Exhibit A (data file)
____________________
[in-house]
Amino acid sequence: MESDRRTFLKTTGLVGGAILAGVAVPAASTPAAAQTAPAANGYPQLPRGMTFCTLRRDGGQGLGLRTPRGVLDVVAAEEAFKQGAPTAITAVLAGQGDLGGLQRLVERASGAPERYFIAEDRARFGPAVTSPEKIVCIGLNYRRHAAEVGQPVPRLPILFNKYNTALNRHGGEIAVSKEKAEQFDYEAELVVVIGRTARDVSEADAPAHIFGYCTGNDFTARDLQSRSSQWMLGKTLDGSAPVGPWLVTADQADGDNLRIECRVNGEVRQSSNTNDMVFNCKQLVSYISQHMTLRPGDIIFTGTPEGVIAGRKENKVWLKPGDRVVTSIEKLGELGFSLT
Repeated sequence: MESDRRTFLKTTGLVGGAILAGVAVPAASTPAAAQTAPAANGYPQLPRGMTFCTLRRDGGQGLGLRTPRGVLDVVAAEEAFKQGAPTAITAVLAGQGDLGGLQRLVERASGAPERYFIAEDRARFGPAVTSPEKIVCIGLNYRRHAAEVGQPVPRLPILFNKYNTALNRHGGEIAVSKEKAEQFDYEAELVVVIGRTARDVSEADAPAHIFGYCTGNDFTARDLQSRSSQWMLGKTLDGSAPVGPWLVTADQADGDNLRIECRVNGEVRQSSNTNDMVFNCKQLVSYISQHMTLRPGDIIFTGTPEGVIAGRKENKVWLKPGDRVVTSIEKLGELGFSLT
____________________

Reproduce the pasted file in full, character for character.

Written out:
[in-house]
Amino acid sequence: MESDRRTFLKTTGLVGGAILAGVAVPAASTPAAAQTAPAANGYPQLPRGMTFCTLRRDGGQGLGLRTPRGVLDVVAAEEAFKQGAPTAITAVLAGQGDLGGLQRLVERASGAPERYFIAEDRARFGPAVTSPEKIVCIGLNYRRHAAEVGQPVPRLPILFNKYNTALNRHGGEIAVSKEKAEQFDYEAELVVVIGRTARDVSEADAPAHIFGYCTGNDFTARDLQSRSSQWMLGKTLDGSAPVGPWLVTADQADGDNLRIECRVNGEVRQSSNTNDMVFNCKQLVSYISQHMTLRPGDIIFTGTPEGVIAGRKENKVWLKPGDRVVTSIEKLGELGFSLT
Repeated sequence: MESDRRTFLKTTGLVGGAILAGVAVPAASTPAAAQTAPAANGYPQLPRGMTFCTLRRDGGQGLGLRTPRGVLDVVAAEEAFKQGAPTAITAVLAGQGDLGGLQRLVERASGAPERYFIAEDRARFGPAVTSPEKIVCIGLNYRRHAAEVGQPVPRLPILFNKYNTALNRHGGEIAVSKEKAEQFDYEAELVVVIGRTARDVSEADAPAHIFGYCTGNDFTARDLQSRSSQWMLGKTLDGSAPVGPWLVTADQADGDNLRIECRVNGEVRQSSNTNDMVFNCKQLVSYISQHMTLRPGDIIFTGTPEGVIAGRKENKVWLKPGDRVVTSIEKLGELGFSLT